Race influences how we cope with cancer
Researchers carried out the study in Leicester, and looked at coping styles among 200 white and British Asian cancer patients. They found ‘denial’ was top of the strategies used by British Asians.
Conversely, more white patients coped with their illness by not dwelling on their cancer compared with British Asian patients. This attitude has been linked to less anxiety and depression.
About half of British Asians surveyed said they did not really believe that they had cancer, despite being told and agreeing to cancer treatment compared with less than a third of white patients. In both groups denial was linked to an increase in depression.
The study based in Leicester applied a rating system used in hospitals to find out how depressed or anxious patients were by looking at their answers to a standard questionnaire.
The combination of answers threw new light on how an ethnically diverse Britain copes with cancer diagnosis.
British Asian patients felt more helpless and were also likelier to be depressed and to feel that fate controlled events.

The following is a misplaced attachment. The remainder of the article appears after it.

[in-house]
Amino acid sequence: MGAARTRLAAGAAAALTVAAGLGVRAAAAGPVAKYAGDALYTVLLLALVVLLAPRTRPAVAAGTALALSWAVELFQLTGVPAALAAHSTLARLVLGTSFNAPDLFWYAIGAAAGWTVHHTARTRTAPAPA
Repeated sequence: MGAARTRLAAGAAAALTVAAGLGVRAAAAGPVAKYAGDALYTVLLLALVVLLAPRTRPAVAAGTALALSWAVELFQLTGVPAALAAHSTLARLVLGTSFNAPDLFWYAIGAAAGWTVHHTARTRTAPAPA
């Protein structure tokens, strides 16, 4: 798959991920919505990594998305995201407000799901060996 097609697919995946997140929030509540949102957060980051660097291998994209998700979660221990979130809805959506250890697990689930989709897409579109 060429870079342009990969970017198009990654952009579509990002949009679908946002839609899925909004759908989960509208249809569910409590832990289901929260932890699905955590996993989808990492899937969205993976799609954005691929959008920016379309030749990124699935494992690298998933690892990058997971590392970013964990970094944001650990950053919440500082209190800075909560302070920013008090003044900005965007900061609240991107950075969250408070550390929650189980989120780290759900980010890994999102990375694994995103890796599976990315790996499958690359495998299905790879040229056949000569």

Dr Paul Symonds, one of the researchers at the University of Leicester, says: “Leicester has a large ethnic minority population. In order to provide optimal support for all patients we need to know how different ethnic groups cope with a diagnosis of cancer. Asian patients seem to suffer greater psychological distress following a diagnosis of cancer. We intend to conduct further studies in a larger group of patients to study whether Asians and white patients understand cancer in different ways.”
Kate Law, Head of Clinical Trials at Cancer Research UK, owners of the British Journal of Cancer, says: “This is an interesting study which includes the British Asian community when looking at coping styles used to deal with cancer. In this study, the British Asian patients appear to have an unhealthy attitude to a cancer diagnosis, often leading to depression, whereas white patients seem to deal with it better and have a better outlook. This could be down to many factors, but if misunderstanding of cancer is one, then the NHS may need to focus on a targeted education campaign once this work has been further substantiated.”